There are a few ways of connecting the input to a PA system. Most PA amplifiers offer some variation on a two-input scheme. One input, sometimes called "program," is connected to a background music source like an audio player or the streaming appliance provided by a background music service like Mood Media. The other input, often called "page," has a special property: when an input is detected on the page input, the program input will either be muted or ducked (attenuated to be quieter). The page input thus overrides the program input, perfect for making occasional announcements over the overhead speakers.
But where does the page input come from? It could be a microphone, and you do see this in some smaller businesses. But in most larger environments, the phone system is an obvious way to provide paging. Many business PABXs have a line-level paging output as a standard or optional feature. When a dedicated paging feature isn't available, there are specialized devices that act as an extension phone that immediately answers and provides a line-level output. The line-level output from the phone system goes to the page input of the PA amplifier, and you now have an overhead paging feature.
Increasingly common today are all-IP paging systems. Some of these use more audio-centric approaches based around UDP streams or RTP, but the telephone industry prefers a SIP-based solution in which paging speakers are essentially just weird-shaped phones. These have the advantage that the paging speakers can be PoE devices installed by the networking contractor, without the need to bring in an audio systems integrator. Despite these ostensibly being IP phones and pretty much always having the ability to act as a SIP endpoint, they usually also accept multicast RTP streams. For that matter, most IP desk phones can also accept a multicast RTP stream for paging purposes. Finally, telephone and distributed audio systems are converging.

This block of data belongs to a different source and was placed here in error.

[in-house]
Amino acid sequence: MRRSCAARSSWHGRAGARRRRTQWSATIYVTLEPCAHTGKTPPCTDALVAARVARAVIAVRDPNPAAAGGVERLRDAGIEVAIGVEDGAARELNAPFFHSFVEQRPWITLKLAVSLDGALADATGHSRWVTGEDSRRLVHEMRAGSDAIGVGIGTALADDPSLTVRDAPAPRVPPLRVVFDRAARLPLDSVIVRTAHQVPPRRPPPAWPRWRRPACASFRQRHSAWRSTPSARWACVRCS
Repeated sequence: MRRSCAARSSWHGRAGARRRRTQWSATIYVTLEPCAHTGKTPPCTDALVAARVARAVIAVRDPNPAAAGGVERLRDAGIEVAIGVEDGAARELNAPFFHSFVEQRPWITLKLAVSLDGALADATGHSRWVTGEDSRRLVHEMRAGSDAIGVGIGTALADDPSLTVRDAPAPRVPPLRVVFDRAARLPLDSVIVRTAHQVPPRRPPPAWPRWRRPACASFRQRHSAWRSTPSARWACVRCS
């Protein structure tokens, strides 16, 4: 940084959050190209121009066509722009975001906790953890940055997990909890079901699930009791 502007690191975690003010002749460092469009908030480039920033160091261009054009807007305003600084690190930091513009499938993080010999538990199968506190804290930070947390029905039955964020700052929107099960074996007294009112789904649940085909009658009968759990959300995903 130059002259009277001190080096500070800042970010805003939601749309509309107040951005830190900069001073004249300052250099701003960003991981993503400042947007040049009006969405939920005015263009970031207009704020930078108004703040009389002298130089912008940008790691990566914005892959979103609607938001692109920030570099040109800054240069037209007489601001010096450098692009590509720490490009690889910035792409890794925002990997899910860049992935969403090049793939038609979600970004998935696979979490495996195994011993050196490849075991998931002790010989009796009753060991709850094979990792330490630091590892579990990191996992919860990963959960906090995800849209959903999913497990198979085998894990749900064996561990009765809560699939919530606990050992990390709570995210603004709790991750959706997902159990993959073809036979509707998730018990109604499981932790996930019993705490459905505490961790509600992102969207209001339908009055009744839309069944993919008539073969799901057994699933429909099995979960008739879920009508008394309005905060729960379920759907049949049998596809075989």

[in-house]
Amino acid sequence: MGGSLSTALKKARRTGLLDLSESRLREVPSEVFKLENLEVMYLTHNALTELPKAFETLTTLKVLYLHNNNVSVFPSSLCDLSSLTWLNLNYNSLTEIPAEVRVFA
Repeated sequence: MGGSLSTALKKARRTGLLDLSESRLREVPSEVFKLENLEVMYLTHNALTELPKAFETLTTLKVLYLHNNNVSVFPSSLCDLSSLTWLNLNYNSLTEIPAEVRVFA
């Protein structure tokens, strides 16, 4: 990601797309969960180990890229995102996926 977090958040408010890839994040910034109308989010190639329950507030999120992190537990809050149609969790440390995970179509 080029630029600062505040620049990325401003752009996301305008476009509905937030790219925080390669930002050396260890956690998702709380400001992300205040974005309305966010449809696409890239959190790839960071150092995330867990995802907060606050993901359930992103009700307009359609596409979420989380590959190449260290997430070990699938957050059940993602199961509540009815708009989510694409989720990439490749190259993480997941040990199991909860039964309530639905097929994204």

This whole thing has really been burying the lede, though. If the overhead paging is an output from the phone system, how do you "call" it? What most people want to know are the paging codes at the WalMart.
Well, it's hard to say exactly, because it depends on the specific phone system and the way it's configured. In some cases the paging output of the phone system is just a special extension number. Even when it's not, there can often be an extension assigned as a convenience.
Nearly all business phones will have some number of buttons, variously called line keys, BLFs, multifunction keys, etc. depending on the manufacturer and system. On modern phone systems the idea is pretty much the same: they can either be assigned to a line appearance (a "line" on the phone with which you can place a call) or to a feature, like a speed dial, voice mail, or paging. In a lot of offices where paging is used, one of the line keys will be assigned for paging, and all you need to do is pick up the phone and press that button.